Words convey different meanings to different people and similarly the same things may be known by different words in different peoples. As an example, the ‘restroom’ in the USA becomes the ‘washroom’ in neighbouring Canada; the lavatory in India and the ‘loo’ in London. Imagine how difficult it could be dealing with words across cultures, especially in written communications where 90% of the meaning is conveyed through words or symbols, with only the balance 10% through the tone of the message. This implies that the choice and use of words and symbols are critical in written communications, like in Standard Operating Procedures, Orders and Instructions, etc. The initiator of the written communications should be able to unambiguously create the message in such a way that clearly conveys the intended meaning. It is the responsibility of the others also to clarify every written communication and get it rectified in case the words and symbols, etc. are perceived differently from what they are intended to convey. Latent errors in written communications are possible and should be eliminated for more effective communications.
Communications on the Telephone or Intercom
When one communicates using the telephone or the intercom, one is not able to gesture, point, or look the other person in the eye. This can be a disadvantage considering what we have just learnt about face to face communications. However, the good news is that we can easily make up for that disadvantage and have good communications by modulating our voice and by using the right words. We should be aware that in such a situation the content of the message is conveyed through the spoken words (55%), and the balance 45% through the intonation, speed, volume and clarity of the spoken words. Guess why customer service representatives are indoctrinated that it is important to smile while speaking on the telephone - the tone carries through to the recipient.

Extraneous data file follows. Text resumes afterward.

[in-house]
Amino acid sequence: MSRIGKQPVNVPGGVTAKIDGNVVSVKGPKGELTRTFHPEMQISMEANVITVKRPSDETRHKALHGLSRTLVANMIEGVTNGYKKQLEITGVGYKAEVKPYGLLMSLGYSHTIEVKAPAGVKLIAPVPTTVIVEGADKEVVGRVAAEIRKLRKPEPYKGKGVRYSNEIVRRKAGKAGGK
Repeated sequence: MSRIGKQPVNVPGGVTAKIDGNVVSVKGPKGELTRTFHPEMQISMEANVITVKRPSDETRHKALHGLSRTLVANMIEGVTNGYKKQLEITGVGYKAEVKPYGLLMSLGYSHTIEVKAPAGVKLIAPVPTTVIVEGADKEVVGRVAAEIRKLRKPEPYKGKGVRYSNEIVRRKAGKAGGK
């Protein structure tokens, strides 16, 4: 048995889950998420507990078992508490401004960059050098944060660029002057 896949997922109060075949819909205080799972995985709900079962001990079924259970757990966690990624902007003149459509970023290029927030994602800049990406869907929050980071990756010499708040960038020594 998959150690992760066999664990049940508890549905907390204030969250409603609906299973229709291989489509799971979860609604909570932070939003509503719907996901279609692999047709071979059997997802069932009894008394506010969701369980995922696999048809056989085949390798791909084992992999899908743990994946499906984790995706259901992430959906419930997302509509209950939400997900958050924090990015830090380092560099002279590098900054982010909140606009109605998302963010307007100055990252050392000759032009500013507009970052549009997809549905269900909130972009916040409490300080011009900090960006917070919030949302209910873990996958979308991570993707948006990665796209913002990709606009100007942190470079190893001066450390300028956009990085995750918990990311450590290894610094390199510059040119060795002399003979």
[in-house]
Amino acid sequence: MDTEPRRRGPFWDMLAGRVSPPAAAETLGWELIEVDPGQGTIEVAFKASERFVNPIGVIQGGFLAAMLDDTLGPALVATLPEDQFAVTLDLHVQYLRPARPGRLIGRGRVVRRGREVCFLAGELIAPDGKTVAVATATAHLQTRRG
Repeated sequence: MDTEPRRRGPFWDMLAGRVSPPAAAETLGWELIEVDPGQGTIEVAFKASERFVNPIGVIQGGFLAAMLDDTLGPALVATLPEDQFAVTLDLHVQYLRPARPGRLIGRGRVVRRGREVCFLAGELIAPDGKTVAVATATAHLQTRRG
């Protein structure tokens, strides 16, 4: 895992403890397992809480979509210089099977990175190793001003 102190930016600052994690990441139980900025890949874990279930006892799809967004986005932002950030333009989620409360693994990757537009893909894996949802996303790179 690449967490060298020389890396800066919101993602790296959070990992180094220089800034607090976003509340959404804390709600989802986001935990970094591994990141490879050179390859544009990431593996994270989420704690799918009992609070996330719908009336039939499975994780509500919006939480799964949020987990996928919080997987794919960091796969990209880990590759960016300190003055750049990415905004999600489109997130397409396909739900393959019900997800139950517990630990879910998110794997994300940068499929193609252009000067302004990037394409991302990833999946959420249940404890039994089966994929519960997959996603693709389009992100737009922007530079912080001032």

In case of any disruptions in any of the messages, it is important to repeat the complete message/ seek a clarification, instead of assuming. It is always a good idea to keep distractions to a minimum during the communication process, and keep the focus on the communications only. Also, it is a good idea to summarise the important part of the communications at the end of the process, and also to test the understanding of the other participant. Choice of words in communications on the telephone or intercom has significant implications, and thus should be chosen with great care.
Effective communications implies the transfer of information, ideas, thoughts, emotions, etc from the sender to the receiver and should lead to the same meaning being shared by each of them, at the completion of the transaction(s). Communications involves both verbal and non verbal transmission of information. The importance of words keeps varying based on the mode of communications; words are relatively less important in face to face communications but are most important in written communications. This is an important fact that needs to be effectively made use of while communicating with other human beings.